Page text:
This month I had been planning to write about wasting time, and then a turn of events with a client changed my mind somewhat. Prepare to hear of incompetence and ineptitude on a scale that I’ve rarely seen in nearly thirty years of working.
We placed a candidate in October 2015 and sent out the closing invoice – in two currencies: the client’s home currency and our own billing currency (Thai Baht). It’s worth pointing out here that the client’s currency is ‘stronger’ than the Baht; ie for one of their units, you get a lot of Baht. The candidate started in January so, by then, the invoice was well and truly overdue. We followed up and were assured – on a weekly basis – that it was being processed.
Then in February the client discovered that it needed more documentation so we could be set up to receive payments – things that hadn’t mattered before. Oh well, we had no choice if we wanted to get paid. I was pleased mid February to get an automated statement from the client’s Purchase Order system with a settlement date of 24 February. Good, at last, I thought. That came and went, and nothing.
We follow up. It turned out they couldn’t pay against that PO because they – yes, THEY – had expressed it in their home currency. Could we please provide more proof that we are in Thailand? Why not, we’ve given them everything else. We do, and mid March I get another statement showing that we will be paid on 30 March. You’ve guessed right, it came and went and still no money.
But it isn’t all bad. On 5 April, we had a breakthrough and we received some money – the right number in their home currency, but coming to us in Baht: a tiny fraction of what was owed. We were stunned. And this was from a major MNC, an individual whose title, if you can believe it, is ‘Accounts Payable Specialist, Global Process Organization’. We think he should be fired for making mistakes like that. Imagine if it had been the other way around and he paid out a multiple of many times the actual invoice. So much for being an Accounts Payable Specialist! His supervisors (and the whole company) might want to look at their hiring practices and then, if they still have jobs, their operating procedures.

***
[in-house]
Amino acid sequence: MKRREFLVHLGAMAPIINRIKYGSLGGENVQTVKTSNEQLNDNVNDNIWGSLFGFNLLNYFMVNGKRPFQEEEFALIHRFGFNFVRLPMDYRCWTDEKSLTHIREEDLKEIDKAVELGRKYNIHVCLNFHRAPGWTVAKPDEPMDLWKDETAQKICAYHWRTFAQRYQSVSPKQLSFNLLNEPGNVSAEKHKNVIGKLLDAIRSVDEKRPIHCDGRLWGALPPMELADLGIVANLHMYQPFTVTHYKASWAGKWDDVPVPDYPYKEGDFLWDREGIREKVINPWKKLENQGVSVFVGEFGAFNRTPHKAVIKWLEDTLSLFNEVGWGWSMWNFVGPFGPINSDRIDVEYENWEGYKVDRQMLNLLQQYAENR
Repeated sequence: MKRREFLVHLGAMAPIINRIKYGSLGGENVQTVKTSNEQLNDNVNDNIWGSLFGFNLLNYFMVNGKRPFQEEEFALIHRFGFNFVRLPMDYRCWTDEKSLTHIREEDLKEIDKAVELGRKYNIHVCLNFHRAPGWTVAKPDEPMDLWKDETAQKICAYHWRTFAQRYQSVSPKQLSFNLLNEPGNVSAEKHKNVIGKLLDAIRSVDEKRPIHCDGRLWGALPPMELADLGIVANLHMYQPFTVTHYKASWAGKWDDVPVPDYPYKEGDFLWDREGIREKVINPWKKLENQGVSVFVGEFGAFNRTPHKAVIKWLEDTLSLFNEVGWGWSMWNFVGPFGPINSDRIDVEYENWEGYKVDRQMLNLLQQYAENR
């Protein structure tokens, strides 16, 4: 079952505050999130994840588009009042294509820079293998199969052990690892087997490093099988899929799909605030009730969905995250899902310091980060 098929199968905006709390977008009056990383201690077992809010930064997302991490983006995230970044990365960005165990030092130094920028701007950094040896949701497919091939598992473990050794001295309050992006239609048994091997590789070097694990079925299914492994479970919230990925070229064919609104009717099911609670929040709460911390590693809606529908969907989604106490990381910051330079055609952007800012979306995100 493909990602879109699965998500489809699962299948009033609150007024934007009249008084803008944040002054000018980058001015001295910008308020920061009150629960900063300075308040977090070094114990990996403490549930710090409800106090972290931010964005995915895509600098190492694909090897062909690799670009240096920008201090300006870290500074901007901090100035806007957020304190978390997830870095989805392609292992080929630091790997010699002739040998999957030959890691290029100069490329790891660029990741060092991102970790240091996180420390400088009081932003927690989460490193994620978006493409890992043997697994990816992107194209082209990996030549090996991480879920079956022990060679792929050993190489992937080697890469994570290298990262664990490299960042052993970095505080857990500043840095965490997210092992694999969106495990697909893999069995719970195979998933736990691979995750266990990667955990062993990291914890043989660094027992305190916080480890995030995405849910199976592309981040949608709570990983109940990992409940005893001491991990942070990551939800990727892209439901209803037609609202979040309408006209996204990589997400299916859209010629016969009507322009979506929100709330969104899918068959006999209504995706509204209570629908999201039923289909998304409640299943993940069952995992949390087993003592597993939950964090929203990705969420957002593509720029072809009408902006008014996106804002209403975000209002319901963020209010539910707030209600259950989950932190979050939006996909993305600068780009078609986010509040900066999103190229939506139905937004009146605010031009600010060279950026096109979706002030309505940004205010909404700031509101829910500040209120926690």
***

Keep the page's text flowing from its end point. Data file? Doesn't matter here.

In mid and late April it hadn’t been settled although we were seeing their internal emails instructing each other that it must be done ‘immediately’. What a bunch of clowns. Life’s too short to be messing around like this. Finally it was, in the last few days of April.
As usual, let me know if you have any particular topic you would like to see covered here.